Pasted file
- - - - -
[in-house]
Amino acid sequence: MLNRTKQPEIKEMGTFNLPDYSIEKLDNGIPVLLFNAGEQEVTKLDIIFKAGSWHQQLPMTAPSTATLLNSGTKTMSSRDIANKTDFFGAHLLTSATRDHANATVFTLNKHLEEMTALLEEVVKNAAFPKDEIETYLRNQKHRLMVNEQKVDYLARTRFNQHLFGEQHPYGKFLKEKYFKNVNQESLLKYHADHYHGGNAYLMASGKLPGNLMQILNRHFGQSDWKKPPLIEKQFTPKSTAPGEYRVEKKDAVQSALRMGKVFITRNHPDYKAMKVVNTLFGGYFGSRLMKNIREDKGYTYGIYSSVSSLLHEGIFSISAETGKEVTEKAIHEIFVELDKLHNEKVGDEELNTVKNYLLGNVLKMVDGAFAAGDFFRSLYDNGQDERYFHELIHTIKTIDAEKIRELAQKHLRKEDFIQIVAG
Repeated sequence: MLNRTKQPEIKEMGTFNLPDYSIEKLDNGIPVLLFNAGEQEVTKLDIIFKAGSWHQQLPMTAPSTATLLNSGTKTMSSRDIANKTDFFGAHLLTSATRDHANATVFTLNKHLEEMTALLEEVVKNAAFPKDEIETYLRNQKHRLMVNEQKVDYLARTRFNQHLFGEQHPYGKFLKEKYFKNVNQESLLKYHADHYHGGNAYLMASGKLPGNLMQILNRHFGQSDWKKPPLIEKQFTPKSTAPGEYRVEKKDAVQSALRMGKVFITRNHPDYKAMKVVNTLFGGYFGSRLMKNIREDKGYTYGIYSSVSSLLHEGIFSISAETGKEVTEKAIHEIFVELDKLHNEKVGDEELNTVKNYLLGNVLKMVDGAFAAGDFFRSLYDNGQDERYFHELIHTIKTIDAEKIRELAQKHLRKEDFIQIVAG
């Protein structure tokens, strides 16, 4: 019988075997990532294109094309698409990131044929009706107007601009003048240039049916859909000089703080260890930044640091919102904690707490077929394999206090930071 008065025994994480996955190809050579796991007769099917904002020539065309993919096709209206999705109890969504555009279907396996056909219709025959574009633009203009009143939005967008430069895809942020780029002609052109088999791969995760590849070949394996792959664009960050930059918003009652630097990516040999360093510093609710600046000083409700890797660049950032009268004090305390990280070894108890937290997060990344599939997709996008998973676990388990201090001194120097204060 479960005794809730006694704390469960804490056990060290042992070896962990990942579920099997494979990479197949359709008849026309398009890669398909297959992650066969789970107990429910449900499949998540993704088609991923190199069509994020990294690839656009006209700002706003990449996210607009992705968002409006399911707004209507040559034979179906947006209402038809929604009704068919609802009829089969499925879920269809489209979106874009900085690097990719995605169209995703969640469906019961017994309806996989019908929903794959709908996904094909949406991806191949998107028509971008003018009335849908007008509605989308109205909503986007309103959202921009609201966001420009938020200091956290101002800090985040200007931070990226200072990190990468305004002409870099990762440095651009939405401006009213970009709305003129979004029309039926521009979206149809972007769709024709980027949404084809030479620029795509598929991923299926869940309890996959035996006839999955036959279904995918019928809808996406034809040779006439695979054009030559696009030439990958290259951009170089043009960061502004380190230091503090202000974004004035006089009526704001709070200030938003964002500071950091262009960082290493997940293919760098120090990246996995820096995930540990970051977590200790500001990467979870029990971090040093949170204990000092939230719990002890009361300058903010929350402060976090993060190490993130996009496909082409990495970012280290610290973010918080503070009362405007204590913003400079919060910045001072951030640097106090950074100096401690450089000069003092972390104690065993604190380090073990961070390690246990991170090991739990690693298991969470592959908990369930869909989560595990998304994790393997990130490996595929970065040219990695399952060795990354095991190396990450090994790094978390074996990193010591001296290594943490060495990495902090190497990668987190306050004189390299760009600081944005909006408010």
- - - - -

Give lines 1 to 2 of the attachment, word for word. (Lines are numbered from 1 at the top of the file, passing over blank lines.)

[in-house]
Amino acid sequence: MLNRTKQPEIKEMGTFNLPDYSIEKLDNGIPVLLFNAGEQEVTKLDIIFKAGSWHQQLPMTAPSTATLLNSGTKTMSSRDIANKTDFFGAHLLTSATRDHANATVFTLNKHLEEMTALLEEVVKNAAFPKDEIETYLRNQKHRLMVNEQKVDYLARTRFNQHLFGEQHPYGKFLKEKYFKNVNQESLLKYHADHYHGGNAYLMASGKLPGNLMQILNRHFGQSDWKKPPLIEKQFTPKSTAPGEYRVEKKDAVQSALRMGKVFITRNHPDYKAMKVVNTLFGGYFGSRLMKNIREDKGYTYGIYSSVSSLLHEGIFSISAETGKEVTEKAIHEIFVELDKLHNEKVGDEELNTVKNYLLGNVLKMVDGAFAAGDFFRSLYDNGQDERYFHELIHTIKTIDAEKIRELAQKHLRKEDFIQIVAG